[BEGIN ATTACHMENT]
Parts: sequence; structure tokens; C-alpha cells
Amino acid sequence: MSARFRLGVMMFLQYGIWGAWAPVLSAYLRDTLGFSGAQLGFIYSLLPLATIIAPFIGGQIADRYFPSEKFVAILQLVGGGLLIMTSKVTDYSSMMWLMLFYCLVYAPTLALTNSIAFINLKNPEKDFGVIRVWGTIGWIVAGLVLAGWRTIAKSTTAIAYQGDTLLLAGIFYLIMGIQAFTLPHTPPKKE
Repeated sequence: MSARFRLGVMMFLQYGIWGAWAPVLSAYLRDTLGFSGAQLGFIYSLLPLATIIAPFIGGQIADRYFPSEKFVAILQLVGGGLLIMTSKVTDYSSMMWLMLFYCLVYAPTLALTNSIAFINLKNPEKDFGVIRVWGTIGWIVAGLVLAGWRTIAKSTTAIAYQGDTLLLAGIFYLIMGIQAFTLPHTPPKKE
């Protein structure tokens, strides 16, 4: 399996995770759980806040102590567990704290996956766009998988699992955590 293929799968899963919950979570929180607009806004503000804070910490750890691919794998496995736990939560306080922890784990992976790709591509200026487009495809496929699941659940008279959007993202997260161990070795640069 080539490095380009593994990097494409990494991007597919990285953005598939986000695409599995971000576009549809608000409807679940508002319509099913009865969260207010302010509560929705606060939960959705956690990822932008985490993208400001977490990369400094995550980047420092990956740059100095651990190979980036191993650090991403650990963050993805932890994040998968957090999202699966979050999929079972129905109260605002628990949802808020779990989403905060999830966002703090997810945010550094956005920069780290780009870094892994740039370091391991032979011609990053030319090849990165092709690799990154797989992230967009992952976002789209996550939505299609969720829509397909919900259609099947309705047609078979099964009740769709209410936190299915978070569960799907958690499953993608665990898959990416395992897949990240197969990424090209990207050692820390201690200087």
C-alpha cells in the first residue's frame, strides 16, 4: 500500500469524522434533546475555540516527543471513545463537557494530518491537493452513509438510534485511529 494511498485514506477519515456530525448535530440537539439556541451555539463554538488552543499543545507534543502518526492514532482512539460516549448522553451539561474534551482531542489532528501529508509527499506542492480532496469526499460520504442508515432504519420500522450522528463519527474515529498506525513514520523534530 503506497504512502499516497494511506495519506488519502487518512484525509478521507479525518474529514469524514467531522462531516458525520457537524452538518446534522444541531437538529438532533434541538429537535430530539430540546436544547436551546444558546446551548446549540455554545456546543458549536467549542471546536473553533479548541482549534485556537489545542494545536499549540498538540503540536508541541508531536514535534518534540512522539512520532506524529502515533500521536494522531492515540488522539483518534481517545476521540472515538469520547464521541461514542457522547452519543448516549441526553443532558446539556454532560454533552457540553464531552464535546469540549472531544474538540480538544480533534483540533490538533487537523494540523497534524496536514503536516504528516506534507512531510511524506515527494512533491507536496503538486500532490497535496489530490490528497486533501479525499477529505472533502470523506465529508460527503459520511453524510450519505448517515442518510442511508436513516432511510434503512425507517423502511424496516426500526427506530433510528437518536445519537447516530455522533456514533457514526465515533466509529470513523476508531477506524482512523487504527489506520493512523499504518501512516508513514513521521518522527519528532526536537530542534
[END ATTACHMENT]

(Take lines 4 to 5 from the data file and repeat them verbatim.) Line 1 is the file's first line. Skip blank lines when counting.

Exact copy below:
């Protein structure tokens, strides 16, 4: 399996995770759980806040102590567990704290996956766009998988699992955590 293929799968899963919950979570929180607009806004503000804070910490750890691919794998496995736990939560306080922890784990992976790709591509200026487009495809496929699941659940008279959007993202997260161990070795640069 080539490095380009593994990097494409990494991007597919990285953005598939986000695409599995971000576009549809608000409807679940508002319509099913009865969260207010302010509560929705606060939960959705956690990822932008985490993208400001977490990369400094995550980047420092990956740059100095651990190979980036191993650090991403650990963050993805932890994040998968957090999202699966979050999929079972129905109260605002628990949802808020779990989403905060999830966002703090997810945010550094956005920069780290780009870094892994740039370091391991032979011609990053030319090849990165092709690799990154797989992230967009992952976002789209996550939505299609969720829509397909919900259609099947309705047609078979099964009740769709209410936190299915978070569960799907958690499953993608665990898959990416395992897949990240197969990424090209990207050692820390201690200087």
C-alpha cells in the first residue's frame, strides 16, 4: 500500500469524522434533546475555540516527543471513545463537557494530518491537493452513509438510534485511529 494511498485514506477519515456530525448535530440537539439556541451555539463554538488552543499543545507534543502518526492514532482512539460516549448522553451539561474534551482531542489532528501529508509527499506542492480532496469526499460520504442508515432504519420500522450522528463519527474515529498506525513514520523534530 503506497504512502499516497494511506495519506488519502487518512484525509478521507479525518474529514469524514467531522462531516458525520457537524452538518446534522444541531437538529438532533434541538429537535430530539430540546436544547436551546444558546446551548446549540455554545456546543458549536467549542471546536473553533479548541482549534485556537489545542494545536499549540498538540503540536508541541508531536514535534518534540512522539512520532506524529502515533500521536494522531492515540488522539483518534481517545476521540472515538469520547464521541461514542457522547452519543448516549441526553443532558446539556454532560454533552457540553464531552464535546469540549472531544474538540480538544480533534483540533490538533487537523494540523497534524496536514503536516504528516506534507512531510511524506515527494512533491507536496503538486500532490497535496489530490490528497486533501479525499477529505472533502470523506465529508460527503459520511453524510450519505448517515442518510442511508436513516432511510434503512425507517423502511424496516426500526427506530433510528437518536445519537447516530455522533456514533457514526465515533466509529470513523476508531477506524482512523487504527489506520493512523499504518501512516508513514513521521518522527519528532526536537530542534